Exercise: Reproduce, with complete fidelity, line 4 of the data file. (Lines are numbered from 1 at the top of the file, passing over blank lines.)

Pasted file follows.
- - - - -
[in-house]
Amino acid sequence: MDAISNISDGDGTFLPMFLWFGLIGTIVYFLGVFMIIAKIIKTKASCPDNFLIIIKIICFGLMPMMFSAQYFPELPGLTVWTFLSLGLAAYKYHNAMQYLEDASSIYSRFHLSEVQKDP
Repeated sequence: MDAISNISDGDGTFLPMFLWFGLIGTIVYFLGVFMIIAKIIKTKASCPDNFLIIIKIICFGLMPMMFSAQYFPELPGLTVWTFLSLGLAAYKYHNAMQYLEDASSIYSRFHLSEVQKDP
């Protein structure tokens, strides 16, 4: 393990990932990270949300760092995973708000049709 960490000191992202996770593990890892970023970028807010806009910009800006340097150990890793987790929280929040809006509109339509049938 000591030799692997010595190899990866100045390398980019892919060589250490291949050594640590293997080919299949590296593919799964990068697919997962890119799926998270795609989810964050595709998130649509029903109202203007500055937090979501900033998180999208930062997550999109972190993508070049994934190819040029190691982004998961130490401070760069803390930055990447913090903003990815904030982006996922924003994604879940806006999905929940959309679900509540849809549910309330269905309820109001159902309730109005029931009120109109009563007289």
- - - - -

């Protein structure tokens, strides 16, 4: 393990990932990270949300760092995973708000049709 960490000191992202996770593990890892970023970028807010806009910009800006340097150990890793987790929280929040809006509109339509049938 000591030799692997010595190899990866100045390398980019892919060589250490291949050594640590293997080919299949590296593919799964990068697919997962890119799926998270795609989810964050595709998130649509029903109202203007500055937090979501900033998180999208930062997550999109972190993508070049994934190819040029190691982004998961130490401070760069803390930055990447913090903003990815904030982006996922924003994604879940806006999905929940959309679900509540849809549910309330269905309820109001159902309730109005029931009120109109009563007289």